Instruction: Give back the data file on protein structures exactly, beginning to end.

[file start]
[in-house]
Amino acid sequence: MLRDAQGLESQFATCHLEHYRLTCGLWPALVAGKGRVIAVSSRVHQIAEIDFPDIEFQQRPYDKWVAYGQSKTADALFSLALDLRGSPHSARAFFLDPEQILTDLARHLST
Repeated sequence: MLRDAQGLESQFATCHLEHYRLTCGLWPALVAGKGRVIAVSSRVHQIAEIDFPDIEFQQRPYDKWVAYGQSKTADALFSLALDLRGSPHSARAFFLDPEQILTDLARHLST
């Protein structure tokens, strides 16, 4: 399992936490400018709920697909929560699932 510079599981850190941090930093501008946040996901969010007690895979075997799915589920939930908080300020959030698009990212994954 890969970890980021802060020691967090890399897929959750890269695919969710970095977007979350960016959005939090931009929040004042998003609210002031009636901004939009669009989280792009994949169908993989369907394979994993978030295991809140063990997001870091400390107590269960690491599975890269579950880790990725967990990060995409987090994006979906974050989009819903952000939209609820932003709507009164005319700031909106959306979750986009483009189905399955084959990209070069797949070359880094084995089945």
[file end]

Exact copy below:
[in-house]
Amino acid sequence: MLRDAQGLESQFATCHLEHYRLTCGLWPALVAGKGRVIAVSSRVHQIAEIDFPDIEFQQRPYDKWVAYGQSKTADALFSLALDLRGSPHSARAFFLDPEQILTDLARHLST
Repeated sequence: MLRDAQGLESQFATCHLEHYRLTCGLWPALVAGKGRVIAVSSRVHQIAEIDFPDIEFQQRPYDKWVAYGQSKTADALFSLALDLRGSPHSARAFFLDPEQILTDLARHLST
């Protein structure tokens, strides 16, 4: 399992936490400018709920697909929560699932 510079599981850190941090930093501008946040996901969010007690895979075997799915589920939930908080300020959030698009990212994954 890969970890980021802060020691967090890399897929959750890269695919969710970095977007979350960016959005939090931009929040004042998003609210002031009636901004939009669009989280792009994949169908993989369907394979994993978030295991809140063990997001870091400390107590269960690491599975890269579950880790990725967990990060995409987090994006979906974050989009819903952000939209609820932003709507009164005319700031909106959306979750986009483009189905399955084959990209070069797949070359880094084995089945």